Pundits and politicians seize on every new story to advance some political agenda. They try to manipulate public opinion for the sake of votes and power. They sow seeds of division to advance their side. The more one side fights, the more the other side responds in kind. People are labeled, defamed, ambushed, and murdered.

The masses want to fight fire with fire. Rhetoric ratchets up. People stop listening and dismiss everything they hear from those people in that camp. They stop thinking for themselves and listen to the loudest voices on their "side." These voices stir up hate and suspicion, calling out the worst in human nature. Clearly this pattern makes our problems worse.

This is an opportunity for the church to stand up and call people to conversation on a higher plane. We are all broken. My perspective is not the only perspective. It's not even the right perspective. No one but God has the right perspective.

Christ calls us to this kind of humility at the cross. We are broken. We need redemption from our
sinful natures. Jesus paid the price for this redemption on the cross, giving his life as a sacrifice to atone for our sins. This is good news, but it can only be received with humility, admitting that we need a Savior.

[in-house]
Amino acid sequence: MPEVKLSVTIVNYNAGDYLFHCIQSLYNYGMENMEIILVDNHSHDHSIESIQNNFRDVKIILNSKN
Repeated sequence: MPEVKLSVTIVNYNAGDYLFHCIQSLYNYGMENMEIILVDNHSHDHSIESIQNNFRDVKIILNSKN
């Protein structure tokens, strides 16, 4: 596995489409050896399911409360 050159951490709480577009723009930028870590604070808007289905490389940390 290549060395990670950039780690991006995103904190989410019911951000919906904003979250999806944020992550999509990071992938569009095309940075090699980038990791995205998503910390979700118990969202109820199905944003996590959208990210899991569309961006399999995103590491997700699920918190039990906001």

Everyone around us is broken, too. No wonder we don't trust people. No wonder people hurt others. No wonder people find groups of others to hate. No wonder crime escalates.

There is no law, no politician, no policy that can diffuse the hate and fear of the human heart. Only Jesus can do this.

That's why the church needs to stand up and stand together, across those barriers that divide us. Jesus has broken down the wall of hostility between people who are different. (Ephesians 2:11-22) Only Jesus can change the heart. He does that every day as people surrender to him.

We can't put our hope in politics. We need good government, but government can't give me the right perspective. Only God can do that.

Let's rise above the name calling and division. Jesus calls us together. He calls us to repent. He calls us to love. And he changes our hearts so that we can.

Monday, July 4, 2016

Celebrating Independence

Today we celebrate the 240th anniversary of the independence of the United States. We have much to celebrate.

Here's what I value about our country.

We are founded on timeless principles, as described in the Declaration of Independence.
  • All persons are created equal, and therefore equally valuable.
  • Our inalienable rights are given to us by our Creator.